Means - People

Report
Hypothesis Testing Using a
Single Sample
© 2010 Pearson Prentice Hall. All rights reserved
Part I: Means
A P-value is the probability of observing a
sample statistic as extreme or more
extreme than the one observed under the
assumption that the null hypothesis is true.
10-3
Step 1: A claim is made regarding the population
mean. The claim is used to determine the
null and alternative hypotheses. Again,
the hypothesis can be structured in one of
three ways:
10-4
To test hypotheses regarding the population
mean assuming the population standard
deviation is unknown, we use the tdistribution rather than the Z-distribution.
When we replace  with s,
x
s
n
follows Student’s t-distribution with n-1
degrees of freedom.
10-5

Properties of the t-Distribution
1. The t-distribution is different for different
degrees of freedom.
10-6
Properties of the t-Distribution
1. The t-distribution is different for different
degrees of freedom.
2. The t-distribution is centered at 0 and is
symmetric about 0.
10-7
Properties of the t-Distribution
1. The t-distribution is different for different
degrees of freedom.
2. The t-distribution is centered at 0 and is
symmetric about 0.
3. The area under the curve is 1. Because of the
symmetry, the area under the curve to the
right of 0 equals the area under the curve to
the left of 0 equals 1/2.
10-8
Properties of the t-Distribution
4. As t increases (or decreases) without bound,
the graph approaches, but never equals, 0.
10-9
Properties of the t-Distribution
4. As t increases (or decreases) without bound,
the graph approaches, but never equals, 0.
5. The area in the tails of the t-distribution is a
little greater than the area in the tails of the
standard normal distribution because using s
as an estimate of  introduces more variability
to the t-statistic.
10-10
Properties of the t-Distribution
6. As the sample size n increases, the density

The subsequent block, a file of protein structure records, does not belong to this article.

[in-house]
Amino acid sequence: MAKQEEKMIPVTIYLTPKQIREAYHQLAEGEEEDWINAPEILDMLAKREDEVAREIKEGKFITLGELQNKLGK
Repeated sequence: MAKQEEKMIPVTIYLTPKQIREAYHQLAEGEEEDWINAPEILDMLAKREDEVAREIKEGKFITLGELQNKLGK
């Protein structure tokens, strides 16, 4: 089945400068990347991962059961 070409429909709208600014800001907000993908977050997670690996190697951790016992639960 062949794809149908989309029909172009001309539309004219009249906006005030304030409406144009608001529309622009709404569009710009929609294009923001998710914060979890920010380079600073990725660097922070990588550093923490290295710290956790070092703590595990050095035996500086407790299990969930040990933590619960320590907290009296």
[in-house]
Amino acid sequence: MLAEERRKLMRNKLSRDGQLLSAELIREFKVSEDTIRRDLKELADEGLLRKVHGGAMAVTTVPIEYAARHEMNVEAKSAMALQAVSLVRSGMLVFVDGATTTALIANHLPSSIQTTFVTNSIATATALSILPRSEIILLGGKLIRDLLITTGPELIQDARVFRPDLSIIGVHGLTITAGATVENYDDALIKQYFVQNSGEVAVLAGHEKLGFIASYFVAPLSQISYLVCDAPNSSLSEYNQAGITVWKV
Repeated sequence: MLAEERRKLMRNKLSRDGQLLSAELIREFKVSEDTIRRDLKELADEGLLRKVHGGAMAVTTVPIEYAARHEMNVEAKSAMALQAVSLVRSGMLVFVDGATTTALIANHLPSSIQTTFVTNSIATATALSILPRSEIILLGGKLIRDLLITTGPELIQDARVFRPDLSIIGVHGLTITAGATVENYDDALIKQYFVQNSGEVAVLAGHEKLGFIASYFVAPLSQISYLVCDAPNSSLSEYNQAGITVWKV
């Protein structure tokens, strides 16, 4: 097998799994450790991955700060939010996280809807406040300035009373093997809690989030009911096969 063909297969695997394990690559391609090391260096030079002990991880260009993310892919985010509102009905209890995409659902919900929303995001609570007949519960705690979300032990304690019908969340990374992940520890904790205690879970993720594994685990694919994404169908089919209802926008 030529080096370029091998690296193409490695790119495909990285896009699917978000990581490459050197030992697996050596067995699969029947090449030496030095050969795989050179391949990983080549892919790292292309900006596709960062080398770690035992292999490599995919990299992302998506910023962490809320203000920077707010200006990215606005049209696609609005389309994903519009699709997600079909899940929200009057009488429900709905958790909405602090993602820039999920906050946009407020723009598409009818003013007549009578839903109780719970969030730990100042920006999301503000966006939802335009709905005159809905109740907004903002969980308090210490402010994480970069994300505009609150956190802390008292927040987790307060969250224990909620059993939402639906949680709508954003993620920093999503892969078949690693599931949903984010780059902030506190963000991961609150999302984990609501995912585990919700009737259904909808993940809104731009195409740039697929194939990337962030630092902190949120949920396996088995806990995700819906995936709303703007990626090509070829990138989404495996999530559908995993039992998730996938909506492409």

curve of t gets closer to the standard normal
density curve. This result occurs because as
the sample size increases, the values of s get
closer to the values of  by the Law of Large
Numbers.
10-11
Testing Hypotheses Regarding a Population
Mean with σ Unknown
To test hypotheses regarding the population
mean with  unknown, we use the following
steps, provided that:
1. The sample is obtained using simple random
sampling.
2. The sample has no outliers, and the
population from which the sample is drawn
is normally distributed or the sample size is
large (n≥30).
10-12
Setup: Clearly indicate/describe the parameter
of interest to the study.
Step 1: Determine the null and alternative
hypotheses. The hypotheses can be
structured in one of three ways:
10-13
Step 2: Select a level of significance, , based
on the seriousness of making a
Type I error.
10-14
Step 3: Compute the test statistic
t0 
x  0
s
n
which follows Student’s t-distribution
with n-1 degrees of freedom.

10-15
P-Value Approach
Step 4: Use Table VI to estimate the P-value
using n-1 degrees of freedom.
10-16
P-Value Approach
Two-Tailed
10-17
P-Value Approach
Left-Tailed
10-18
P-Value Approach
Right-Tailed
10-19
P-Value Approach
Step 5: If the P-value < , reject the null
hypothesis.
If the P-value ≥ α, fail to reject the null
hypothesis
10-20
Step 6: State the conclusion in the
context of the problem.
10-21
Parallel Example 1: Testing a Hypothesis about a
Population Mean, Large Sample
Assume the resting metabolic rate (RMR) of healthy males